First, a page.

The stage has been all but set for a coronation at Wrestlemania 32.
Unless plans change, which is always a possibility in WWE, Roman Reigns will be officially given the keys to the kingdom on the grandest stage of them all.
With only one pay-per-view (Sunday night's Fastlane) left until Wrestlemania on April 3, it appears a virtual lock that Reigns will be challenging current WWE heavyweight champ Triple H for the crown at AT&T Stadium in Arlington, Texas, in what is being billed as one of the biggest events in company history.
All he has to do first is become the No. 1 contender at Fastlane by outlasting Brock Lesnar and Dean Ambrose in a Triple Threat match.
Only problem is that Reigns, despite the best efforts of Vince McMahon and the creative team, remains the target of a backlash from many fans who feel that he is being shoved down the collective throat of the WWE Universe.
Fans in 2016 can't be force-fed heroes to cheer and bad guys to boo. That type of emotional investment must emerge organically. The days of a company successfully pushing a handpicked performer are long gone. The fans make that decision, and in many cases they can either make or break a star.
The problem in the case of Reigns has less to do with the performer than it does the company machinery strapping the proverbial rocket to his back. Many fans view Reigns as the corporate choice for champion, and that strategy has rarely worked in the current era of sports entertainment. More often it's the anti-establishment renegades such as Steve Austin, C.M. Punk and Brock Lesnar, or underdogs like Daniel Bryan, who have shown the ability to curry widespread popularity and support.
Reigns has shown considerable in-ring improvement since his debut. As the enforcer of The Shield, the second-generation star was well on his way to becoming one of the biggest heels in the company. But when the group was dissolved and Reigns was turned babyface, many considered it premature to begin pushing him as the eventual face of the company. With little cosmetic change in his appearance and a struggle at times to master in-ring promos and connect with the audience, an audible should have been called.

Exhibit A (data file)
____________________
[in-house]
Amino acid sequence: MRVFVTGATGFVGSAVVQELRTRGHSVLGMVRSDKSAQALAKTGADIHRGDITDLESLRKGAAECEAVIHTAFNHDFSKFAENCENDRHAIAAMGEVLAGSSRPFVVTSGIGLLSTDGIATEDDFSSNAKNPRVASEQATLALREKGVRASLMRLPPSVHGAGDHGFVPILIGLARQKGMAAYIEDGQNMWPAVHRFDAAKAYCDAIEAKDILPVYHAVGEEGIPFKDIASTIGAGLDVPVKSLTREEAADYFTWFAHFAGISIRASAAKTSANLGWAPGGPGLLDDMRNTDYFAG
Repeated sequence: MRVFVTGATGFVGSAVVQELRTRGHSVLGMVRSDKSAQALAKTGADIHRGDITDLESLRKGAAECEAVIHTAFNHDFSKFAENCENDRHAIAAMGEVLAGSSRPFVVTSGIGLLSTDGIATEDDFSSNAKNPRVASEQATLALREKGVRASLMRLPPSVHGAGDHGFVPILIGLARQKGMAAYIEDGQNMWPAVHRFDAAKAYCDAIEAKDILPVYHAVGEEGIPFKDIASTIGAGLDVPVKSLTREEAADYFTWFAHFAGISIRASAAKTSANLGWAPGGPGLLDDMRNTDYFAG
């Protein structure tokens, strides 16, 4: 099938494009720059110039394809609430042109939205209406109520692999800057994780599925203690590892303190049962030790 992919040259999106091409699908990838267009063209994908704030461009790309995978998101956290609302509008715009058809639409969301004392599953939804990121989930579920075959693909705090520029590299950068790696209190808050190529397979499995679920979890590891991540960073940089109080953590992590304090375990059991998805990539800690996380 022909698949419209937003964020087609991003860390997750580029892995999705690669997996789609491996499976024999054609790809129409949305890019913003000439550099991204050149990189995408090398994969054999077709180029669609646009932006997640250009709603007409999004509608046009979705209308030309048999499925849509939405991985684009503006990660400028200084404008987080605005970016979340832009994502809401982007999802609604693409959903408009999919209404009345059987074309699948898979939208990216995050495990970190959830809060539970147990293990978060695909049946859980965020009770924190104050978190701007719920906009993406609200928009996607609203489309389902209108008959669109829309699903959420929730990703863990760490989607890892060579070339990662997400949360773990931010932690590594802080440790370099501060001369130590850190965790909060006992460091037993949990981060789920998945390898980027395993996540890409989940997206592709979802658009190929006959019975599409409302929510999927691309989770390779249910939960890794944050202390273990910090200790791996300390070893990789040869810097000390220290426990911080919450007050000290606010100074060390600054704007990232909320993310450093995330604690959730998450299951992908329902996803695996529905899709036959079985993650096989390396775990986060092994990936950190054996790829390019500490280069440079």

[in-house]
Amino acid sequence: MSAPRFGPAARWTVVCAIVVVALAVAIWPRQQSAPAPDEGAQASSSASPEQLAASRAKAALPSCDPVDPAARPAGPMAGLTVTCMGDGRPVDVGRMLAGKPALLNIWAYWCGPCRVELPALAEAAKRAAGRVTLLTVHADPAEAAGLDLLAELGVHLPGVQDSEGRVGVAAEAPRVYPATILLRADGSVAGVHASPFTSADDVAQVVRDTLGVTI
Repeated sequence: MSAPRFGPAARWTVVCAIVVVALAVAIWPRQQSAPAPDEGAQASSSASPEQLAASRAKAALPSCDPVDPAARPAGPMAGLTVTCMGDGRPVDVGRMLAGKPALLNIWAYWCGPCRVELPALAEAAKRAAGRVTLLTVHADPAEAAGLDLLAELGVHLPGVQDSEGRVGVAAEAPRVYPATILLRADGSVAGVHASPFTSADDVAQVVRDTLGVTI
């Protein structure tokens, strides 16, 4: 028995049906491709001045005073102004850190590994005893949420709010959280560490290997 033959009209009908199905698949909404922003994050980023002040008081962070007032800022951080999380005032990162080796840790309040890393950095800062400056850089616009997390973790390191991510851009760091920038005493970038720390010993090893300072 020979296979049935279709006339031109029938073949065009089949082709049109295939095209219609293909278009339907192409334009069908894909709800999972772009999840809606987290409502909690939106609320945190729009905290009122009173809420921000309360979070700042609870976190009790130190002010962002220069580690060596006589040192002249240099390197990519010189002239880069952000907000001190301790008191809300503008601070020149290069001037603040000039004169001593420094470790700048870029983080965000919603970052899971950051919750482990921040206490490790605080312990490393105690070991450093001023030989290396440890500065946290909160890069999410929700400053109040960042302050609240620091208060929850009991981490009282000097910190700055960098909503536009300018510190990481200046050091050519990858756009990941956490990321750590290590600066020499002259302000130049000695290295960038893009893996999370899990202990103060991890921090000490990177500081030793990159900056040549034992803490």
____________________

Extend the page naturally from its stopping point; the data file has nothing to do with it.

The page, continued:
The fact that there's very little suspense going into the company's biggest match on the biggest show makes for a fairly predictable Wrestlemania.
The 30-year-old Reigns' opponent is 16 years his senior, a former WWE champion whose last main event at Wrestlemania was seven years ago when “The Game” defended the title against Randy Orton. Last month Triple H became the second-oldest winner of the Rumble at age 46 (Vince McMahon, at age 53, was the oldest Rumble winner in 1999). He also set a new record with the longest time between Rumble match victories (his last win came in 2002).
WWE may have to work some real magic heading down the road to Wrestlemania.
One way to ensure that Reigns is cheered at the end of Wrestlemania 32 would be to enlist the services of Dwayne “The Rock” Johnson and put him in his cousin's corner. Until now, The Rock's involvement in the mega-event has been kept secret, with little more than a special appearance promised.
There's also a chance that “Stone Cold” Steve Austin could be brought in as special referee, a move that would generate considerable mainstream buzz. Former WWE champion Batista, Triple H's former stablemate in Evolution, was offered that role last month but declined.
The post-match coronation and celebration must be something epic and memorable befitting the event. While Reigns recently held the title for a brief stint, Wrestlemania could be the start of his first significant title run. Having The Rock and possibly Austin involved would give it a good chance of doing just that.
Due to the expected outcome of Sunday night's three-way battle, there's always the outside chance that Ambrose could be placed in a three-way match at Mania with Reigns and Triple H. Vince McMahon might choose to add a little unpredictability leading up to the big show, and plugging Ambrose into that spot could accomplish that.
WWE also risks the real possibility of having its heir apparent heavily booed at Sunday night's show, and could decide to reverse course and put the increasingly popular Ambrose in Reigns' spot at Mania and pull the trigger on the “Lunatic Fringe.” Ambrose would be a fresh option to fill the role as the underdog hero who overcame the odds, and a huge post-match celebration worthy of a Wrestlemania finale would be virtually assured.